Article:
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  The One-Dimensional Congress
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POLITICAL COMMENTARY:

The One-Dimensional Congress

Only a Civic Jolt Can Save Us Now

by Ralph Nader
Tuesday, 17 February 2009
At a time of widely perceived needs for Congressional action, with large corporations busy applying for corporate welfare and on the defensive, the Democrats are not generating any momentum for standing for and with the people.
Can Congress walk and chew gum at the same time?

This phrase used by President Lyndon Johnson for one of his political opponents comes to mind at a time early in the first 100 days of the Obama Administration when supposedly many long-overdue changes and rollbacks are possible.

It is not just that Congress is completely absorbed with the tax-cut-stimulus package. It is stasis that seems to be enveloping, even within its numerous well-funded and staffed committees in the House and Senate, from even the signaling of serious movement toward rolling back Bush-pushed legislation and starting widely supported forays that take hope to change.

The continuation of this state of stasis is made more likely because the Republican minority is feeling its oats. It put the White House on the defensive during the struggle to enact economic recovery legislation even though previous Republican policies and coddling of Wall Street for eight years build a steep cliff for financial collapse. Add the de-regulatory moves of 1999 and 2000 by the Clinton-Rubin crowd and the financial meltdown accelerates.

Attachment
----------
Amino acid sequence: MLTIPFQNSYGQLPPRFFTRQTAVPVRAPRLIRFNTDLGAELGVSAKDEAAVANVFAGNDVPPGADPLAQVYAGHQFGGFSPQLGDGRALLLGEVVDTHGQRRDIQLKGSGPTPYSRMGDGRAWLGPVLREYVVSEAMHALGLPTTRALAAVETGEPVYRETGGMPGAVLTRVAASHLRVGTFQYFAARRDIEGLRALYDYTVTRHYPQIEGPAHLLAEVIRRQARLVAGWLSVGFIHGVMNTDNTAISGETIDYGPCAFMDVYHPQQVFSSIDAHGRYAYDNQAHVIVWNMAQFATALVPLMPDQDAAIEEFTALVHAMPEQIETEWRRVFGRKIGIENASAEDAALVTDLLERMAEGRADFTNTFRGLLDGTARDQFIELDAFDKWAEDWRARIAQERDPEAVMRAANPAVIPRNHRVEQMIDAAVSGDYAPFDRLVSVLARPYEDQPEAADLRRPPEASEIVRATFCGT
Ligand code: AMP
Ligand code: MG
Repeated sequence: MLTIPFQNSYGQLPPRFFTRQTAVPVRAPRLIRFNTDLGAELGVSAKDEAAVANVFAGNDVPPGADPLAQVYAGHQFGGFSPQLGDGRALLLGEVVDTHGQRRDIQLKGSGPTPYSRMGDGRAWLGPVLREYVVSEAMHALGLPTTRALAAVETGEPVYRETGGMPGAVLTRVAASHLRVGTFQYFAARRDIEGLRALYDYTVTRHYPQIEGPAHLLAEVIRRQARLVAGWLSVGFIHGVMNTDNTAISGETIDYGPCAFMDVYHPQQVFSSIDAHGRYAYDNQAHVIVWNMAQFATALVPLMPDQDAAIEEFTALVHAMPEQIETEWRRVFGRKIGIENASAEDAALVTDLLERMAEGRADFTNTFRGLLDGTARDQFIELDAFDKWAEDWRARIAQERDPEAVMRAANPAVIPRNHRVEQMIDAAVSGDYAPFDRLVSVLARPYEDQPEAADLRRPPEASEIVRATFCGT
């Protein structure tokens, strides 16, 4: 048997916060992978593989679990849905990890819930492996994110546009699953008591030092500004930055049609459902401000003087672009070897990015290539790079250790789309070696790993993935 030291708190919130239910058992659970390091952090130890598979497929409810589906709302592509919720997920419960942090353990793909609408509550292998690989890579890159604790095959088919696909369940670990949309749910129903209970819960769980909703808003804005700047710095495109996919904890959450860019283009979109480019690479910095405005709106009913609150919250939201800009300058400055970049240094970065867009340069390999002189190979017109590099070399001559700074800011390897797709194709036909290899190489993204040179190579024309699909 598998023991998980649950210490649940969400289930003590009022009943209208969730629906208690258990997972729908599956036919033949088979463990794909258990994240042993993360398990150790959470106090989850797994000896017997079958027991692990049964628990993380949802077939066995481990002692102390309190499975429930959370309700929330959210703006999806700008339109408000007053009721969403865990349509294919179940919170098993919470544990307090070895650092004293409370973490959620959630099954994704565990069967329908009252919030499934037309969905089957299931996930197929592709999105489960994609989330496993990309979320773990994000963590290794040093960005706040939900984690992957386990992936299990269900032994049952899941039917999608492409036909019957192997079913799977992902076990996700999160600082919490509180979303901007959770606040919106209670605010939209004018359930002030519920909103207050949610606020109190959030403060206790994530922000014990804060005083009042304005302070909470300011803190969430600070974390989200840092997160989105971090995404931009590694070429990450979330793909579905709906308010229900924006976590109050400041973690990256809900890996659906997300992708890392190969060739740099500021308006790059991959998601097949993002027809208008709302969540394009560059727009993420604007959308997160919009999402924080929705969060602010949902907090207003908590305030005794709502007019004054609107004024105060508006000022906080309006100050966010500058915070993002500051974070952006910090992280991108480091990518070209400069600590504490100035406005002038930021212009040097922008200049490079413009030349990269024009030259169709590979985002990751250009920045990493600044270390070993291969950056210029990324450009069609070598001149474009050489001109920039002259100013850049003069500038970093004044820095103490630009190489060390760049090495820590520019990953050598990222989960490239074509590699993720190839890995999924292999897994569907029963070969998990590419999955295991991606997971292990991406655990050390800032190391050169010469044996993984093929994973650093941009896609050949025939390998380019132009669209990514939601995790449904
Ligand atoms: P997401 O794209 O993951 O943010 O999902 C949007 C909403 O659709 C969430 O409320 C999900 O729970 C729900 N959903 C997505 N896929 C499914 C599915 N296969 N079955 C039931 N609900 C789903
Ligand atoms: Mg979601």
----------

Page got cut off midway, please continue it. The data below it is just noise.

There is something else operating. One gets the feel on Capitol Hill among some fairly sharp people of a lack of horizon, a paucity of progressive determination, a sense of being overwhelmed by the corporate forces still bearing down on Congress—easily the most powerful branch of government under our Constitution.

But Congress does not act as if it is the most powerful branch. It routinely abdicates its constitutional responsibilities—the declaration of war authority and the plenary authority to investigate and require access to information in the executive branch.

Even after the Democrats took control of the Congress in January 2007, George W. Bush again and again got his way including a rubber stamp for the huge Iraq and Afghanistan war budgets outside of the normal appropriations processes.

Efforts by Senator Russ Feingold and Cong. John Conyers to move a modest censure resolution of Bush and Cheney for their many constitutional and statutory violations were aggressively rejected by their leaders—Speaker Nancy Pelosi and Senator Harry Reid. In January 2007, Pelosi and Reid two took impeachment off the table allowing the most chronically impeachable presidency in our history to continue undisturbed.

Some staffers in Congress privately assert that the Democrats are not acting like a majority party. It is worse than that. They are not acting—period.